When questioned by Rep. Jamie Raskin, D–Md., about the lack of a unified, national shutdown strategy, Fauci affirmed that the “diversity of response” was indeed a factor in contributing to a rising infection rate.

“In the attempt to reopen in some situations states did not abide strictly by the guidelines that the task force and the White House has put out. And others that even did abide by it, the people in the state actually were congregating in crowds and not wearing masks,” said Fauci.

He added that the virus will probably not simply disappear, even with a vaccine rollout due to its “highly transmissible” nature, CNBC reported. Despite this, Fauci expressed optimism in his House testimony, particularly at the speed of clinical trials. He also said that the US will not lag behind other states in getting a vaccine to its people. 

“We are going very quickly,” he said. “I do not believe that there will be vaccines so far ahead of us that we will have to depend on other countries to get us vaccine.”

The President Responds

President Donald Trump took issue with the suggestion that his administration is responsible for the prevalence of COVID-19. 

“Somebody please tell Congressman Clyburn, who doesn’t have a clue, that the chart he put up indicating more CASES for the U.S. than Europe, is because we do MUCH MORE testing than any other country in the World. If we had no testing, or bad testing, we would show very few CASES,” Trump tweeted.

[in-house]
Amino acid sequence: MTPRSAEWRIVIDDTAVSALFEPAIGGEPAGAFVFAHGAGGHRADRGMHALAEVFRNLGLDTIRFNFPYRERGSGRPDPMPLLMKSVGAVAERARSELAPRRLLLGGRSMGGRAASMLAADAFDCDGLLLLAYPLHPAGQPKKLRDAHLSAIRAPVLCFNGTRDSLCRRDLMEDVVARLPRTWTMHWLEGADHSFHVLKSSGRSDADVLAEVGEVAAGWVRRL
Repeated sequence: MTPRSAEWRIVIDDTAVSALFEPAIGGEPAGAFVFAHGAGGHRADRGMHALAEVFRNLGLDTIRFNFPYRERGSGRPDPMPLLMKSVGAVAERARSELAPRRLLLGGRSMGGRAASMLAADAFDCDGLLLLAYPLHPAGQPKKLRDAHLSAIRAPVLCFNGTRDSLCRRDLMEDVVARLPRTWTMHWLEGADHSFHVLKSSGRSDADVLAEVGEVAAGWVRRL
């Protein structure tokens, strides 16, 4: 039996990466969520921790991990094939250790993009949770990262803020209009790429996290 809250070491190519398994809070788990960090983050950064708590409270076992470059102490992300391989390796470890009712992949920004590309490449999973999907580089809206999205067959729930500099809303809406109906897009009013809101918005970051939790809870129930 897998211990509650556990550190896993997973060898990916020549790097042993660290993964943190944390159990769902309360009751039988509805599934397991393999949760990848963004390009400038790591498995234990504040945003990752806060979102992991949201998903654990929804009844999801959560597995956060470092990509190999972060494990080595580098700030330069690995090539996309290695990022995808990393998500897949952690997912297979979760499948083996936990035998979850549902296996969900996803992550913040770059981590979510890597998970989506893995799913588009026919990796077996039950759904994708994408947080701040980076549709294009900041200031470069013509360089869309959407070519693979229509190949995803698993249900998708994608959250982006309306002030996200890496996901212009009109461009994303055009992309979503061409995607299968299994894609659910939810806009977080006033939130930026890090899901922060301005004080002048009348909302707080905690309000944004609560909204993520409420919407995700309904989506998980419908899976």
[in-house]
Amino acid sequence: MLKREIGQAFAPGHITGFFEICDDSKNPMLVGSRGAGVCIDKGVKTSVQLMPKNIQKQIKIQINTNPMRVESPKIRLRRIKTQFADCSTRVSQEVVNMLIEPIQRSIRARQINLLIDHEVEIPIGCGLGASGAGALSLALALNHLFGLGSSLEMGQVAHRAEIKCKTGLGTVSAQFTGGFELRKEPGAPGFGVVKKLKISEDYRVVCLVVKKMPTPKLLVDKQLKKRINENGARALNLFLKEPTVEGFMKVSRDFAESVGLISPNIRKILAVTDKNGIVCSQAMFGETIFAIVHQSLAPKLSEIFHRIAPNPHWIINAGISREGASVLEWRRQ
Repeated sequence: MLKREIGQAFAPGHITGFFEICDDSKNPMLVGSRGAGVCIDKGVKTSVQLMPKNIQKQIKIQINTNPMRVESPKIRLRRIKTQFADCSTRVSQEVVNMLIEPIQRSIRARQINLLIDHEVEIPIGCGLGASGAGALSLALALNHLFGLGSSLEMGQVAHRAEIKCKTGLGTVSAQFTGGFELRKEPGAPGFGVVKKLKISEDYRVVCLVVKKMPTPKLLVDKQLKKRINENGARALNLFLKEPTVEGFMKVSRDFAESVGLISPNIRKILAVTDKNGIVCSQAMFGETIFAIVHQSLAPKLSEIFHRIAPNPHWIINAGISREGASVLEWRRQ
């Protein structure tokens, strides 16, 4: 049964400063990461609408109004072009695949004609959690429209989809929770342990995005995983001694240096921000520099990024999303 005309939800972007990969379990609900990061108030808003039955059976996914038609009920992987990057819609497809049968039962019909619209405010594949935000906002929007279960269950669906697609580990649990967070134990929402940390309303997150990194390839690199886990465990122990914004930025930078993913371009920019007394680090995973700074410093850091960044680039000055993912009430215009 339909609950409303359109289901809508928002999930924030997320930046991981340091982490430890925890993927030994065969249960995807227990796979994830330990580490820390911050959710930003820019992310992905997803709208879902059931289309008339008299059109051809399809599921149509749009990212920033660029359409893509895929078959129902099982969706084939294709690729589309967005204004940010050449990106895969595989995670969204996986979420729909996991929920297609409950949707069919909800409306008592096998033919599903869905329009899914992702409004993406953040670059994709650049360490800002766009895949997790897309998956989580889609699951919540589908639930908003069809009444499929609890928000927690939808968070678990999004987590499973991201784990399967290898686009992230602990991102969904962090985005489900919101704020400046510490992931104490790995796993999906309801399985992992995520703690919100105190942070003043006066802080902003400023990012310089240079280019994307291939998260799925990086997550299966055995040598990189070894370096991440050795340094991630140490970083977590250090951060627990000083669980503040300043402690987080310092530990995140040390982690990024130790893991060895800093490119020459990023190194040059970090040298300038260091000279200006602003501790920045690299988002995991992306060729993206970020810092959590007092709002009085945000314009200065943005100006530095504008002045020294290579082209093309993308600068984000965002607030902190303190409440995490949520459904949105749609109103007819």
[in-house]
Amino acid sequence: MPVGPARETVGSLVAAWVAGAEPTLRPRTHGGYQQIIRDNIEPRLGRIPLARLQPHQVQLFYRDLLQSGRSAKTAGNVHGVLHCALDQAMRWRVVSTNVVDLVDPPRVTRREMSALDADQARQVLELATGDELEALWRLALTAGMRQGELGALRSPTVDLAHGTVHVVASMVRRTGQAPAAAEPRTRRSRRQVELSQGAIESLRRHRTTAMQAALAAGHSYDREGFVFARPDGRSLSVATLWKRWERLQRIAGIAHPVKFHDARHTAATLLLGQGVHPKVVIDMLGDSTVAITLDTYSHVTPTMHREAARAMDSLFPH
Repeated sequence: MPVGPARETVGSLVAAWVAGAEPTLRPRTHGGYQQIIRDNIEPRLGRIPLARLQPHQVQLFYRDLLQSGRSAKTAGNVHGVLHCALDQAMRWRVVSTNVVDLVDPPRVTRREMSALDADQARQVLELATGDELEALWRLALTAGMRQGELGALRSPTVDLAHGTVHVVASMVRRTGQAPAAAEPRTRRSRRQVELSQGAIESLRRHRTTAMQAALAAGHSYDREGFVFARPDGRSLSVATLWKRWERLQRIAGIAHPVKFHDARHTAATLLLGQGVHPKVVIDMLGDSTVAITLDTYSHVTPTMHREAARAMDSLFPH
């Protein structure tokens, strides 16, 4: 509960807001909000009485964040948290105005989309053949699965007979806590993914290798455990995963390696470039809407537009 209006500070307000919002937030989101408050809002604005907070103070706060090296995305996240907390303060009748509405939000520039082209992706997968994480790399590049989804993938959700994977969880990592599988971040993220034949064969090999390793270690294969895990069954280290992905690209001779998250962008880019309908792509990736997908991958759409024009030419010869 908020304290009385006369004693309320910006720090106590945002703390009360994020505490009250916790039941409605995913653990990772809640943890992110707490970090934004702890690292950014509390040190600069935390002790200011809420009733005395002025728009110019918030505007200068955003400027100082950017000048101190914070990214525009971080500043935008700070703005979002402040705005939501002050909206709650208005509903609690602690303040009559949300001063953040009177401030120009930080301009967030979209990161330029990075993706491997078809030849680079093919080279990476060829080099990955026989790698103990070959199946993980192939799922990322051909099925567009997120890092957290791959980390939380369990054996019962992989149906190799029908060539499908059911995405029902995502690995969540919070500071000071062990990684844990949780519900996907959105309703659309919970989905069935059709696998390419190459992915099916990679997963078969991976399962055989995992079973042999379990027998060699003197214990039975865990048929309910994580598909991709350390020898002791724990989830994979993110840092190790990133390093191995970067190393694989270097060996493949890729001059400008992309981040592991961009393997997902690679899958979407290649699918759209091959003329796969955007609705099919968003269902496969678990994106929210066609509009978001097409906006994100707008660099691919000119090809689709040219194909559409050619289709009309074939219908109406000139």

The positive test rate in America exceeds that of Europe, The New York Times reported. Therefore more tests is likely not the reason for a higher number of cases.

Support for Reopening Schools

Trump has pushed for schools to reopen in the fall and Fauci supported the idea to use the opportunity to learn more about the virus transmission, he said at a town hall event on Tuesday, Newsweek reported.

“As you try to get back to school, we’re going to be learning about that. In many respects, unfortunately, though this may sound a little scary and harsh—I don’t mean it to be that way—is that you’re going to actually be part of the experiment of the learning curve of what we need to know. Remember, early on when we shut down the country as it were, the schools were shut down, so we don’t know the full impact, we don’t have the total database of knowing what there is to expect.”

During his House testimony, Fauci was joined by Dr. Robert Redfield, director of the Centers for Disease Control and Prevention. Redfield added his weight to the idea of resuming classes in the fall, provided it is done safely.

“It’s really important to realize it’s not public health versus the economy about school opening, it’s public health versus public health of the K-through-12 to get the schools open. We’ve got to do it safely and we have to be able to accommodate,” Redfield said.

He added that 7.1 million children are at risk of losing mental health services and nutritional benefits that schools provide.

Daniel Davis

Daniel Davis is Managing Editor for The Osage County Herald-Chronicle in Kansas and also covers International news for Inside Over, a Milan-based global affairs publication. He graduated in 2015 with a bachelor’s degree in political science. Outside of writing, he enjoys photography and one day hopes to return to video production. Learn more about him at his website danieldavis.la.